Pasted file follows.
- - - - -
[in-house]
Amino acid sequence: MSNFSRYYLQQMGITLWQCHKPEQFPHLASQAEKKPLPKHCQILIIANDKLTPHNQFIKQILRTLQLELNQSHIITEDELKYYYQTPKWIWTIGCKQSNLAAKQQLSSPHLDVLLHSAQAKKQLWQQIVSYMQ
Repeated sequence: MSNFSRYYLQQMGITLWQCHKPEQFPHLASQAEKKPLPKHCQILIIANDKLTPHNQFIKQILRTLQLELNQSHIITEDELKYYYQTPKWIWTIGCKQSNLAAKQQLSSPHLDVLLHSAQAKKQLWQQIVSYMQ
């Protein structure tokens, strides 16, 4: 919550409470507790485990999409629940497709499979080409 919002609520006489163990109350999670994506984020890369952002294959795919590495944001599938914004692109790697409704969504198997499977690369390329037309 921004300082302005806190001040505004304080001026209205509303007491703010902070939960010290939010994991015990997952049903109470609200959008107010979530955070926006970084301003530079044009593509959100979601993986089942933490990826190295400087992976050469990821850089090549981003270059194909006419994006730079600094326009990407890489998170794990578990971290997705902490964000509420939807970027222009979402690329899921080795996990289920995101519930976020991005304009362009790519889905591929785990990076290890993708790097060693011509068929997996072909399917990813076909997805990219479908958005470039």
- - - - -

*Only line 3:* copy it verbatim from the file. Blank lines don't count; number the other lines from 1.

Repeated sequence: MSNFSRYYLQQMGITLWQCHKPEQFPHLASQAEKKPLPKHCQILIIANDKLTPHNQFIKQILRTLQLELNQSHIITEDELKYYYQTPKWIWTIGCKQSNLAAKQQLSSPHLDVLLHSAQAKKQLWQQIVSYMQ